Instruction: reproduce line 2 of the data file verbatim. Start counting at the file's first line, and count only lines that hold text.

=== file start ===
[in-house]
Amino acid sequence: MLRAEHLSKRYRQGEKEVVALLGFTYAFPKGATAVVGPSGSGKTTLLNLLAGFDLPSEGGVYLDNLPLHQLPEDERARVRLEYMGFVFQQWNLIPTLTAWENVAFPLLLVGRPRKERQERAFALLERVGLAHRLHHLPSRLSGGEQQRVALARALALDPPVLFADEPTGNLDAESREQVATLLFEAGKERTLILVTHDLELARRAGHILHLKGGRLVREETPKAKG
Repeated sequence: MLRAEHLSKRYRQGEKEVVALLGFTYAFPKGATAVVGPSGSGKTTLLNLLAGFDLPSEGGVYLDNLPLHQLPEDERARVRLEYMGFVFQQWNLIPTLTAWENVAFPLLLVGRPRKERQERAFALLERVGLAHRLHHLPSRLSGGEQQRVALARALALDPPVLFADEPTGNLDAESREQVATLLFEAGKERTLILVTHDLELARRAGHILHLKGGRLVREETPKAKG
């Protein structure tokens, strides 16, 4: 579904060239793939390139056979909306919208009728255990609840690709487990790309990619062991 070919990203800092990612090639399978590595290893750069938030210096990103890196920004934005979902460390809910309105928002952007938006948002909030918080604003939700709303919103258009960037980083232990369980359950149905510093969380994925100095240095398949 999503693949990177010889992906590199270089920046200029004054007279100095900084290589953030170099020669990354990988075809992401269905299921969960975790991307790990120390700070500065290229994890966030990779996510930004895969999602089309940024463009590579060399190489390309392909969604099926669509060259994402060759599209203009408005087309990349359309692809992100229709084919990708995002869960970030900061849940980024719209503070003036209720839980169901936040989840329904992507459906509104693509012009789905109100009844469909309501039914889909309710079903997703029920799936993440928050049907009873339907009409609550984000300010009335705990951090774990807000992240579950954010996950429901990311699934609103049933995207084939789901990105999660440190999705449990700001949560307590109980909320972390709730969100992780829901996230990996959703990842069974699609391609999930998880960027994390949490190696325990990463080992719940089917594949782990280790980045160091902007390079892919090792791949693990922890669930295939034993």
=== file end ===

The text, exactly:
Amino acid sequence: MLRAEHLSKRYRQGEKEVVALLGFTYAFPKGATAVVGPSGSGKTTLLNLLAGFDLPSEGGVYLDNLPLHQLPEDERARVRLEYMGFVFQQWNLIPTLTAWENVAFPLLLVGRPRKERQERAFALLERVGLAHRLHHLPSRLSGGEQQRVALARALALDPPVLFADEPTGNLDAESREQVATLLFEAGKERTLILVTHDLELARRAGHILHLKGGRLVREETPKAKG